7 Things to Know about Single-Mother Students

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Single-mothers make up a unique and growing group of students attending today’s colleges and universities. Although the benefits of higher education are both immediate and multigenerational for this group, the process for single-mothers to graduate with a post-secondary degree is fraught with numerous challenges. In order to aid in their success, it is extremely important for higher education practitioners to be aware of the challenges these students face. Perhaps this very brief introduction can provide a beginning for developing support of this group of students.

1. 25% of U.S. college students have dependent children.

A majority of these students are made up of single-mothers (Institute for Women’s Policy Research, 2013, p. 1).

2. 27% of all households in the United States are categorized as single-mother households

This number is on the rise (Vespa, Lewis, & Kreider, 2013, p. 1).

3. 17% of single-mothers hold bachelor’s degrees 

This low percentage is likely due to several challenges these women face such as the difficulty in balancing education in addition to maintaining reliable childcare and employment. Additionally, these women are likely to have little to no financial support for furthering their education (Vespa, et. al., 2013, p. 15).

4. Student single-mothers face many unique challenges compared to traditional undergrad students

Student single-mothers are “more likely to be low income, work full-time, attend school part-time, need remedial coursework, survive domestic violence, and be the first in their families to attend college” (Women Employed, n.d., p. 1). These elements make it likely for these women to “stop out” of college or take several years longer to complete a degree.

5. 47% of community colleges provided childcare on campus in 2012, dropping 10% since 2002

According to the Institute for Women’s Policy Research, “Unless the care-giving responsibilities of low-income adults are actively acknowledged and addressed, efforts to improve post-secondary access and completion for low-income adults…are likely to fall short of their full potential for change” (p. 1). The institute argues that the success of these student parents will begin and end in the availability of childcare on college campuses.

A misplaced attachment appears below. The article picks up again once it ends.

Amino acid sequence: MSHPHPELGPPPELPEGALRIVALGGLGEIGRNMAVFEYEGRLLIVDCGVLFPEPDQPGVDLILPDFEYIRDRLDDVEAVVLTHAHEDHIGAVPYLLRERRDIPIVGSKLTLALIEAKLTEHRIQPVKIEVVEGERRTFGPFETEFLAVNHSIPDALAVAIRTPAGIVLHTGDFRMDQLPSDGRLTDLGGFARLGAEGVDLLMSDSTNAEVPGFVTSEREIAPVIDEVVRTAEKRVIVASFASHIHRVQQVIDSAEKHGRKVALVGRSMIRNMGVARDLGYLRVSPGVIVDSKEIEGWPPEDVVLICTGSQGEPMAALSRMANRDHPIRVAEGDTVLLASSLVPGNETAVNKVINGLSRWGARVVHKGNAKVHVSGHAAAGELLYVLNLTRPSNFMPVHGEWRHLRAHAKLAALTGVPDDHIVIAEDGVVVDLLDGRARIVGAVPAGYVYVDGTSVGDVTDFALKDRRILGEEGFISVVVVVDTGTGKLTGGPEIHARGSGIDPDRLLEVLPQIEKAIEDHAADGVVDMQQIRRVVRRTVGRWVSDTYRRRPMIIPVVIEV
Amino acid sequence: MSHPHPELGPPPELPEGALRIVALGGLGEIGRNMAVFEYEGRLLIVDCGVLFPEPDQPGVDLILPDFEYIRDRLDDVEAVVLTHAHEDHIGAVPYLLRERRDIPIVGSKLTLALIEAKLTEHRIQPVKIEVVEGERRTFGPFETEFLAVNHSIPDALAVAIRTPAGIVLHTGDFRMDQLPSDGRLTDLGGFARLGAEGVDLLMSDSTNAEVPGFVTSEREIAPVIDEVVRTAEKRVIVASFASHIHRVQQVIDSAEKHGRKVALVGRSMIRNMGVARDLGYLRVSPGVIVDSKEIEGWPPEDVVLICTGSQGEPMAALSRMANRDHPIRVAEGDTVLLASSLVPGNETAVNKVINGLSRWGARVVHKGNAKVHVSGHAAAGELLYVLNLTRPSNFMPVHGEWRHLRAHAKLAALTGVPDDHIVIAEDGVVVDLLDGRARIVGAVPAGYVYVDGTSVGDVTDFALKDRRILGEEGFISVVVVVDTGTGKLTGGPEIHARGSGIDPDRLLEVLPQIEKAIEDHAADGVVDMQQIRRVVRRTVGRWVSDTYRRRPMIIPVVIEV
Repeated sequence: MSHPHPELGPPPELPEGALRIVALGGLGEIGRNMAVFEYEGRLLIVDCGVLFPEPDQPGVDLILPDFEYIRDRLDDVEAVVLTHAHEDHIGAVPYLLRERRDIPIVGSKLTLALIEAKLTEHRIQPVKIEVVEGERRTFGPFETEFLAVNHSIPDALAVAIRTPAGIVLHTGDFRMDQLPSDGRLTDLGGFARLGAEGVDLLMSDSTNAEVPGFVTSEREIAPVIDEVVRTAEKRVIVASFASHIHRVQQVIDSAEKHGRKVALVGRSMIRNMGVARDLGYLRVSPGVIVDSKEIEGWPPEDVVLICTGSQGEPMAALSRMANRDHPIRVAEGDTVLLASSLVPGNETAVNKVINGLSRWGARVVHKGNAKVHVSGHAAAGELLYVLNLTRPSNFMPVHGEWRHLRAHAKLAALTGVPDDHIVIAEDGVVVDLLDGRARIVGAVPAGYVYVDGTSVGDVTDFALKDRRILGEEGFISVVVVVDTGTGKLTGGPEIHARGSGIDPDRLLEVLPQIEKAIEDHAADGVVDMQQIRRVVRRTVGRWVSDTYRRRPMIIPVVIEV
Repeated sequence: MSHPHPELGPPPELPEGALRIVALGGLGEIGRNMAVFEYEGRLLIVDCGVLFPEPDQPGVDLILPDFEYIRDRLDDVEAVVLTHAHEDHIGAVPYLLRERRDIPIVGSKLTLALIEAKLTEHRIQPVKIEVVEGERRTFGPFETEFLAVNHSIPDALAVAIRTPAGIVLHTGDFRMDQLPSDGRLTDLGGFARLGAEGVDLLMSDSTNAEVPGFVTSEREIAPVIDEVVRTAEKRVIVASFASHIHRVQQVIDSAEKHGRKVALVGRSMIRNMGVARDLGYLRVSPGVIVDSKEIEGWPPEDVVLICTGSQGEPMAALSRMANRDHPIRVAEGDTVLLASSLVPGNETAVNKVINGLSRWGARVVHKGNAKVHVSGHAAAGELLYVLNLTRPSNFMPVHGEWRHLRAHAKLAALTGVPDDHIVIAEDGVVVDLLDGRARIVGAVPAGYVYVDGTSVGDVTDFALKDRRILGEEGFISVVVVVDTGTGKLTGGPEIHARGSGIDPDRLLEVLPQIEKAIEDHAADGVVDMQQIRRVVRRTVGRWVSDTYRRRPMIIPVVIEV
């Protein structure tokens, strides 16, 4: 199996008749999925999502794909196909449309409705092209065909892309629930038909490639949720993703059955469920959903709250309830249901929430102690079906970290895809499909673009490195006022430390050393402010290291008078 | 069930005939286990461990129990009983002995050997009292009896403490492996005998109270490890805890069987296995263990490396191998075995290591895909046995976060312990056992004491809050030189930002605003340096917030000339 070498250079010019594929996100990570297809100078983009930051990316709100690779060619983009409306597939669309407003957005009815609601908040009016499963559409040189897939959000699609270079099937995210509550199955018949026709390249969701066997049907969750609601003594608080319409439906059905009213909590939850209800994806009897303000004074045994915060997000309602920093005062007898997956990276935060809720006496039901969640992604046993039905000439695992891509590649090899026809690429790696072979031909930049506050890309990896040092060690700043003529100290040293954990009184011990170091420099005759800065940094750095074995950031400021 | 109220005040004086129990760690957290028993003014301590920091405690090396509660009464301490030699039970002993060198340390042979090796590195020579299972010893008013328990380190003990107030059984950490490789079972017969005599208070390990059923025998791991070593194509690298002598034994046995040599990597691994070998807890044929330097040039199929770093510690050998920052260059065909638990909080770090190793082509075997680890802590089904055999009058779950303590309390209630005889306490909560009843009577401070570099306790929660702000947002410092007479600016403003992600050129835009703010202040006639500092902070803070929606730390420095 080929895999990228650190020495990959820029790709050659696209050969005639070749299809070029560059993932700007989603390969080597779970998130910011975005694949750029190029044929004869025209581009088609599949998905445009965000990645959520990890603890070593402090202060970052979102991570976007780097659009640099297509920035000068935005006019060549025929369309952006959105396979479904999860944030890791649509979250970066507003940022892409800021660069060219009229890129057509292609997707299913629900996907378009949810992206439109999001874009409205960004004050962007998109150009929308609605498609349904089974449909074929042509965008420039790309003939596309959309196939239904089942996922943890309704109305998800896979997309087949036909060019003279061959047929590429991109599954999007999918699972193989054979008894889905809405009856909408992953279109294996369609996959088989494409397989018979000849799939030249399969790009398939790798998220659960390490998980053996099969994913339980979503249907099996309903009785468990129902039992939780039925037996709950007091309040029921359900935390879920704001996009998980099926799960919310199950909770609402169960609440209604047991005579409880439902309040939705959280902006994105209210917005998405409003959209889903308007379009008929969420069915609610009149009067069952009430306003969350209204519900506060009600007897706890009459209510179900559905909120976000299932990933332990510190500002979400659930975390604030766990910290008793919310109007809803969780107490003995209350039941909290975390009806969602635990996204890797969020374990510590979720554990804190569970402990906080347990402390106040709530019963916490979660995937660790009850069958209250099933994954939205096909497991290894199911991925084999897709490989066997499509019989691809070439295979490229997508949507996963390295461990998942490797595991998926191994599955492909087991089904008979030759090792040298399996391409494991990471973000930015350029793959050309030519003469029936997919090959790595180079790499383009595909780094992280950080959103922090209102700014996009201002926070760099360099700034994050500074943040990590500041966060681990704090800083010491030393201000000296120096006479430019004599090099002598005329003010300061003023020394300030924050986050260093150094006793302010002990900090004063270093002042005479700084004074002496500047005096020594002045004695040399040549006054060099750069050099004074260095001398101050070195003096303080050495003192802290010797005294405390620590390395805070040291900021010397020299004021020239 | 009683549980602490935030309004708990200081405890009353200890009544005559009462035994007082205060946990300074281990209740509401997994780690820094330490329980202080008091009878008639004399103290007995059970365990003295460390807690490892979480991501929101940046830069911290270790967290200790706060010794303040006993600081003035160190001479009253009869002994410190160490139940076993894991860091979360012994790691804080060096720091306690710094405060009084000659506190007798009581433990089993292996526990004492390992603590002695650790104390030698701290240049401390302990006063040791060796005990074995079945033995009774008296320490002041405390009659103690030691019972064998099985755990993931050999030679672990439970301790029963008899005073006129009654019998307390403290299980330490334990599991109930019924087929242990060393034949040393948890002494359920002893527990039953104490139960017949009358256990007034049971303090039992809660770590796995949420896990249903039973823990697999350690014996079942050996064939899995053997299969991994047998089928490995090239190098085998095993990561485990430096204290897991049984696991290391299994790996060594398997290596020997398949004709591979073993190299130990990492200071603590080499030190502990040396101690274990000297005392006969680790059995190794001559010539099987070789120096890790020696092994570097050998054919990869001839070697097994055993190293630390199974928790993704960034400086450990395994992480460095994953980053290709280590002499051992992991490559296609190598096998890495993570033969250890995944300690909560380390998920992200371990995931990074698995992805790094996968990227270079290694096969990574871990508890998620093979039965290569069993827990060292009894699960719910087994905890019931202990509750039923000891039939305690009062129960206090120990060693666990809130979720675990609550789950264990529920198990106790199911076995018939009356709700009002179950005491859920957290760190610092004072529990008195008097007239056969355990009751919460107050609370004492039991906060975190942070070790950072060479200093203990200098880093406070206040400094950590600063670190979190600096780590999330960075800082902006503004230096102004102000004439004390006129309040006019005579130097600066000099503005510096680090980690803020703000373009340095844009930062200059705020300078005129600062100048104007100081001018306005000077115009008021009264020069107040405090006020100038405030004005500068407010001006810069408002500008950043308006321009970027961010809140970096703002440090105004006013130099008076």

6. 62% of single-parent students have an expected family contribution of zero

While many traditional undergraduate students are able to rely on some amount of aid from their families, single-parent students are much less likely to have this option. Without this financial support from family, the ability to pay for higher education becomes much more difficult. (Institute for Women’s Policy Research, p. 3)

7. Children of single-mothers with a higher education will enjoy “long-term, multigenerational benefits in addition to immediate family economic returns” 

The benefits of higher education are multigenerational for these families. Students’ children greatly benefit from their acquisition of a degree. All the more reason to make intentional efforts to support these students’ success in college. (Institute for Women’s Policy Research, 2013, p. 1).

References

Barajas, M. S. (2011) “Academic Achievement of Children in Single Parent Homes: A Critical Review,” The Hilltop Review: Vol. 5:Iss. 1, Article 4. Available at: http://scholarworks.wmich.edu/hilltopreview/vol5/iss1/4

Institute for Women’s Policy Research (2013), College Students with Children are Common and Face Many Challenges in Completing Higher Education. Available at: www.iwpr.org

Vespa, J., Lewis, J. M., & Kreider, R.M. (2013). America’s Families and Living Arrangements: 2012. Available at: http://www.census.gov/prod/2013pubs/p20-570.pdf

Women Employed (n.d.), Single Mothers and College Success: Creating paths out of poverty. Available at: http://www.swd.ucla.edu/documents/SingleMothers.pdf

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